I haven't heard of anyone causing damage by not dumping the air first when leveling. It's a moot point on my coach because the system will do it for me automatically if I don't air down manually. However, it occurs to me that if you don't lower the coach first and one of the jacks has to be raised further than normal that the weight of the suspension is going to be hanging from the the airbag or shock closest to that jack. I've been under my coach quite a bit and I haven't noticed any kind of restraints that would limit how far the coaches frame can be jacked up from where the airbags are attached on the axles.
__________________
'00 Monaco Dip 38D

8.3L Cummins ISC
BIGRED1 is offline   Reply With Quote
Old 12-05-2006, 06:17 PM   #11
Senior Member
 
ronboc's Avatar
 
Monaco Owners Club
Join Date: Jul 2005
Posts: 1,256
As far as dumping air before or after leveling and opening slides , there is a very definite procedure of which comes first (at least on Monacos)– and it's in the manual. I'd list it here, but I have to go read it each time because I forget which is which.

All that said and done, I'm sitting here in Florida on a sand-base and getting slightly seasick from all the rocking back and forth. When I arrived, I went thru the prescribed steps for dumping (the air, that is) and for leveling and opening the slides, but my problem is that I keep sinking into the sand. All jacks are on concrete and/or wood blocks, but it isn't enough – every couple days I have to ˜tap' the levelers to get me back to a level stance again. What's happening is that it's putting more and more of the weight on the 3 jacks, and especially the front one – which is also the one that's sinking the most.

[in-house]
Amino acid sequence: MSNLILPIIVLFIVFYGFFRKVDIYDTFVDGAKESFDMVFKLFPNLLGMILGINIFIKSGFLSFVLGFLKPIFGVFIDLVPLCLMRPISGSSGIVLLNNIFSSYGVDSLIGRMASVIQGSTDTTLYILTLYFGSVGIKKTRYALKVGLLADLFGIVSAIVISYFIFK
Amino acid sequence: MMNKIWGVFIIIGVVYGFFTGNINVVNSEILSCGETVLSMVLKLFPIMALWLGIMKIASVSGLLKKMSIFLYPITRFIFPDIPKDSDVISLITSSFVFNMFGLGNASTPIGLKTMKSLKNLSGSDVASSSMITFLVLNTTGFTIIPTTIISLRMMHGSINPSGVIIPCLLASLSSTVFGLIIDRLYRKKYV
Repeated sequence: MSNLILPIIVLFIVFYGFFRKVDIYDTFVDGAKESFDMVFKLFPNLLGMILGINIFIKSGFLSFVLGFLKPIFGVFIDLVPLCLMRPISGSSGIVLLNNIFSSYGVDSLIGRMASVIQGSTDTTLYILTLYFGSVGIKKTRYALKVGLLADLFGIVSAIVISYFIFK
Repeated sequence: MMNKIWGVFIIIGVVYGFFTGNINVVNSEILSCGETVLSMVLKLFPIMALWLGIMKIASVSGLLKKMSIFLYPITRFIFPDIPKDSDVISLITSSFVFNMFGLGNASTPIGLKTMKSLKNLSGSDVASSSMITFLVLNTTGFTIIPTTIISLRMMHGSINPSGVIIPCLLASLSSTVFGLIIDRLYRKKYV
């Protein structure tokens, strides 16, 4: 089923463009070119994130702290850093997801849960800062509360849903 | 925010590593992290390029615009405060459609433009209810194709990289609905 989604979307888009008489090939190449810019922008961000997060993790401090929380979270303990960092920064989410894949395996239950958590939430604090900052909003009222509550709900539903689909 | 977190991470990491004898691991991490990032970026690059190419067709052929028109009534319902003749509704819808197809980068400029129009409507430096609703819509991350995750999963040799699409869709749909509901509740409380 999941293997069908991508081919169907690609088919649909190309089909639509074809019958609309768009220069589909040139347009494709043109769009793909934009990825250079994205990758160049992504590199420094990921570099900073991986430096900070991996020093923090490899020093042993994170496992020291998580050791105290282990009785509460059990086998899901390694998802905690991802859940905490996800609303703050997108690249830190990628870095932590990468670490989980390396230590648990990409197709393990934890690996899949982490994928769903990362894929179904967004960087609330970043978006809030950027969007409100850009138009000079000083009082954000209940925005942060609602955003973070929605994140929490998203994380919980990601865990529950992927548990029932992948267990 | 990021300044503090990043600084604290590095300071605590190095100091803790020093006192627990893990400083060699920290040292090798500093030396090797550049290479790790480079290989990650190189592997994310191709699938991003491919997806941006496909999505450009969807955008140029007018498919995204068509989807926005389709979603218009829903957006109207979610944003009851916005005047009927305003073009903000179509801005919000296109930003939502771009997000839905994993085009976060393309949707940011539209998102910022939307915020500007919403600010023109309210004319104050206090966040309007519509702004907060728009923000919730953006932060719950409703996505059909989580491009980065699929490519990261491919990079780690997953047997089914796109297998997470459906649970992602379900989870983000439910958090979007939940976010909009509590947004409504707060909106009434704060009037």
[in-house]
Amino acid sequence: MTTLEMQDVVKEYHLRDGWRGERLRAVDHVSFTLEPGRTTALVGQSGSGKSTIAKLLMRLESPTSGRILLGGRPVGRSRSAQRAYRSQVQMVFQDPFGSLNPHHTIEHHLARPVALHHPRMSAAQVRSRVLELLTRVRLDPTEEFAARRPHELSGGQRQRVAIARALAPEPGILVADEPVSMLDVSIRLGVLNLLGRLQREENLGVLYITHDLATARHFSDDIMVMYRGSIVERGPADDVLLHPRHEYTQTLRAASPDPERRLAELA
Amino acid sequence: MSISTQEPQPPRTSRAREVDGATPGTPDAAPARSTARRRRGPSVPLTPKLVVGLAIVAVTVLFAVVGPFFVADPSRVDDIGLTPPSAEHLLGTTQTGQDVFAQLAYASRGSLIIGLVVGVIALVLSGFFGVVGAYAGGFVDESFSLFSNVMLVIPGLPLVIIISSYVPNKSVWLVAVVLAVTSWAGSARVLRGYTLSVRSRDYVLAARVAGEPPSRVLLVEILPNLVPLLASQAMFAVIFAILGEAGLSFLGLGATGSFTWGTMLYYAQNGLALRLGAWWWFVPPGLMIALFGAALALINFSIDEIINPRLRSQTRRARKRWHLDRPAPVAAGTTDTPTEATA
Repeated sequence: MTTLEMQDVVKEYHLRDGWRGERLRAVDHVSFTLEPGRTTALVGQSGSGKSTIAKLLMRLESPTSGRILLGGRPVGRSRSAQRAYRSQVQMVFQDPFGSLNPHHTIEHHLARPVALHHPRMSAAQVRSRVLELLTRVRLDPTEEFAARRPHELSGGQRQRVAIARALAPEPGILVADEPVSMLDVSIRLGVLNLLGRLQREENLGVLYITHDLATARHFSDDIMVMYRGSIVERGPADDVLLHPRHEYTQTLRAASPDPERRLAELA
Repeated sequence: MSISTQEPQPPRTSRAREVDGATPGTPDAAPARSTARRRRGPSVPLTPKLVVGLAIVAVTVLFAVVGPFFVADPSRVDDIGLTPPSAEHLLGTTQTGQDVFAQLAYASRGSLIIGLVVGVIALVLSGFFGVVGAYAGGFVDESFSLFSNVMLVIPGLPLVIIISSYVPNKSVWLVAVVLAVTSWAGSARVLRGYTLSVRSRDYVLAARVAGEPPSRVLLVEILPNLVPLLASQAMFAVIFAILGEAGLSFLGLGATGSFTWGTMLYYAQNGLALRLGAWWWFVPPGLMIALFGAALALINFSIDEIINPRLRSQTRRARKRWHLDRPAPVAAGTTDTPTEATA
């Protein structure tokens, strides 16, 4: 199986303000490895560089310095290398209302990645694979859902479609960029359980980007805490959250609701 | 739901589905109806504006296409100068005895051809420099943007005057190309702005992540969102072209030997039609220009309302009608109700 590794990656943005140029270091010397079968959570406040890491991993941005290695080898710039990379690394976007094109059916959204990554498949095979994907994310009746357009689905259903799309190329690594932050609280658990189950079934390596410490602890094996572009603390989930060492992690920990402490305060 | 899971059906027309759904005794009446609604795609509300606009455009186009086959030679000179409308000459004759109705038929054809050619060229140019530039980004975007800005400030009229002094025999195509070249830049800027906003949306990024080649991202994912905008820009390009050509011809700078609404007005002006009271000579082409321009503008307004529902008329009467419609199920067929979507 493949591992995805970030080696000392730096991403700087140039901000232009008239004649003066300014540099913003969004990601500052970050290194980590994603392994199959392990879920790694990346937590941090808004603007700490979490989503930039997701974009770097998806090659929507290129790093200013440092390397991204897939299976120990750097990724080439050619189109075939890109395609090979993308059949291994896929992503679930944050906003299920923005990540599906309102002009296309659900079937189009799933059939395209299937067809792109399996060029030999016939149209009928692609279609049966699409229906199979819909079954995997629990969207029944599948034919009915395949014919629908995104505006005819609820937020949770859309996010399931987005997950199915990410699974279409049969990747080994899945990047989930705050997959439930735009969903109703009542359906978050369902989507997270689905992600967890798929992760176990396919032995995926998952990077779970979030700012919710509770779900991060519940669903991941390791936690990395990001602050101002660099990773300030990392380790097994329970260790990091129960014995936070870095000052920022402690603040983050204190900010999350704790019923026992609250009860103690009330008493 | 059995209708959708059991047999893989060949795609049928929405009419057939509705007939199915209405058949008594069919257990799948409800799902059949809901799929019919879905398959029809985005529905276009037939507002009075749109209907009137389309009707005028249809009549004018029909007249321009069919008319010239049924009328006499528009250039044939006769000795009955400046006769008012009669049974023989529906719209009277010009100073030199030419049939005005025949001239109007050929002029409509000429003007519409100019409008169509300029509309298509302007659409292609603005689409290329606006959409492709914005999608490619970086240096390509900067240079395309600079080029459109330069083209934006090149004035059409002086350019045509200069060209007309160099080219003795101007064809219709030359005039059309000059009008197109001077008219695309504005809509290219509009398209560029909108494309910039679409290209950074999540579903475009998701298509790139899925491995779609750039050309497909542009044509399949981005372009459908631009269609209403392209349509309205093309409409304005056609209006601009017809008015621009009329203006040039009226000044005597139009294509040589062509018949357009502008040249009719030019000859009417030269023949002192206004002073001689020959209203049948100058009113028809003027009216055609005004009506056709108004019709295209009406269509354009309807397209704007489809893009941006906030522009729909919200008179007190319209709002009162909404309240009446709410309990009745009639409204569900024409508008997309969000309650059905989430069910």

So, I got to thinking about how much more stable it feels when Wally-World camping (no jacks or deflating bags at all), and why can't I inflate the bags a bit more and put more of the weight onto the suspension and tires, and have essentially a 9-point (6 tires plus 3 jacks) level-system? I gave it a try, and it seems to be working better now.

Maybe a bit off-topic, but the heading caught my eye since I just finished leveling and thought it pertinent.

Ron
__________________
- - - - - - - - - - -

'06 HR Endeavor 40PAQ (Mission Hills decor). All options, but still finding more to add.
ronboc is offline   Reply With Quote
Old 12-25-2006, 06:30 AM   #12